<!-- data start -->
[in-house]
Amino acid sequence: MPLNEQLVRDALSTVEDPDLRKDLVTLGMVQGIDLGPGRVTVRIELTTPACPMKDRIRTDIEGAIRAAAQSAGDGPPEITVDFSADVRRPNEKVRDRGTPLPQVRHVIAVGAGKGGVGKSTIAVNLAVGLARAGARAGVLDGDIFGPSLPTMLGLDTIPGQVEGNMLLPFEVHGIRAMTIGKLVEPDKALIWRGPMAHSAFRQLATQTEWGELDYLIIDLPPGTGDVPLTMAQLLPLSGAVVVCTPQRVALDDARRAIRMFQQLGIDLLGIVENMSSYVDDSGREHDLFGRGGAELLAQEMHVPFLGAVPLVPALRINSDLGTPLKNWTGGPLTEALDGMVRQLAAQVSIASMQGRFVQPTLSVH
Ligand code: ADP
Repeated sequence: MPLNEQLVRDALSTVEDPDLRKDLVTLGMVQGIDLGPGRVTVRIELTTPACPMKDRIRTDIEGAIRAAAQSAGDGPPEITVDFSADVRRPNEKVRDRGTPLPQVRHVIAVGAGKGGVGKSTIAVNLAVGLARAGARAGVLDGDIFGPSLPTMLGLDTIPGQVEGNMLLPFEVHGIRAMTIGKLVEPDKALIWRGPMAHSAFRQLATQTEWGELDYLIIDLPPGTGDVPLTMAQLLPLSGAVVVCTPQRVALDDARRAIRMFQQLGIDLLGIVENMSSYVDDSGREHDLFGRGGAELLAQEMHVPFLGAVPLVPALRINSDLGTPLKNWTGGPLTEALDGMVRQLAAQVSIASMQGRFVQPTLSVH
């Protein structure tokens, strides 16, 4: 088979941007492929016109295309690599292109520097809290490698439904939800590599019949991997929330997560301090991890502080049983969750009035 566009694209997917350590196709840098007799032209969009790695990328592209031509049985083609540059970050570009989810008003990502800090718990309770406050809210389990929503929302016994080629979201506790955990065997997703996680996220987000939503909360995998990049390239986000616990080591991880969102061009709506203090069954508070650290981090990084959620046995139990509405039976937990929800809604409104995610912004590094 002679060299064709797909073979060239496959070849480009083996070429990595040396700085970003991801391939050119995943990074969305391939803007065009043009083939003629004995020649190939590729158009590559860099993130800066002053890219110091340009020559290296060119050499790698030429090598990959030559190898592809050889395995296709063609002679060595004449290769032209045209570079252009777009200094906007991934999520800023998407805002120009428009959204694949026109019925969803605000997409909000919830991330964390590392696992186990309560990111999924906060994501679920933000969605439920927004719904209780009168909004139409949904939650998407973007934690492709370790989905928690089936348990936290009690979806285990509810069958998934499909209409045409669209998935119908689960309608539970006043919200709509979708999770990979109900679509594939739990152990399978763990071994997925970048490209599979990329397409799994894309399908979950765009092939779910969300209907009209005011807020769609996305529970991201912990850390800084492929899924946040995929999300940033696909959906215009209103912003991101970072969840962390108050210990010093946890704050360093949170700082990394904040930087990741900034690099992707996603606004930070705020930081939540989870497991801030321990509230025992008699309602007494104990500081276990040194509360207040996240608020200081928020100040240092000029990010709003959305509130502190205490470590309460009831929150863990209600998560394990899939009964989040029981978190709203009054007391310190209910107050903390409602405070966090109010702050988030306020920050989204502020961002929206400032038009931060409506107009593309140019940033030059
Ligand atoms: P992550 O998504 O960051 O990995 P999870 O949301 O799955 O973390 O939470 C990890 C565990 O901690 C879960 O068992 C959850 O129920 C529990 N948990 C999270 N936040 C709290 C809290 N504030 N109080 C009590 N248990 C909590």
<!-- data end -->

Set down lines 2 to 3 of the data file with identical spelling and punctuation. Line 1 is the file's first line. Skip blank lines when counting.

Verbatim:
Amino acid sequence: MPLNEQLVRDALSTVEDPDLRKDLVTLGMVQGIDLGPGRVTVRIELTTPACPMKDRIRTDIEGAIRAAAQSAGDGPPEITVDFSADVRRPNEKVRDRGTPLPQVRHVIAVGAGKGGVGKSTIAVNLAVGLARAGARAGVLDGDIFGPSLPTMLGLDTIPGQVEGNMLLPFEVHGIRAMTIGKLVEPDKALIWRGPMAHSAFRQLATQTEWGELDYLIIDLPPGTGDVPLTMAQLLPLSGAVVVCTPQRVALDDARRAIRMFQQLGIDLLGIVENMSSYVDDSGREHDLFGRGGAELLAQEMHVPFLGAVPLVPALRINSDLGTPLKNWTGGPLTEALDGMVRQLAAQVSIASMQGRFVQPTLSVH
Ligand code: ADP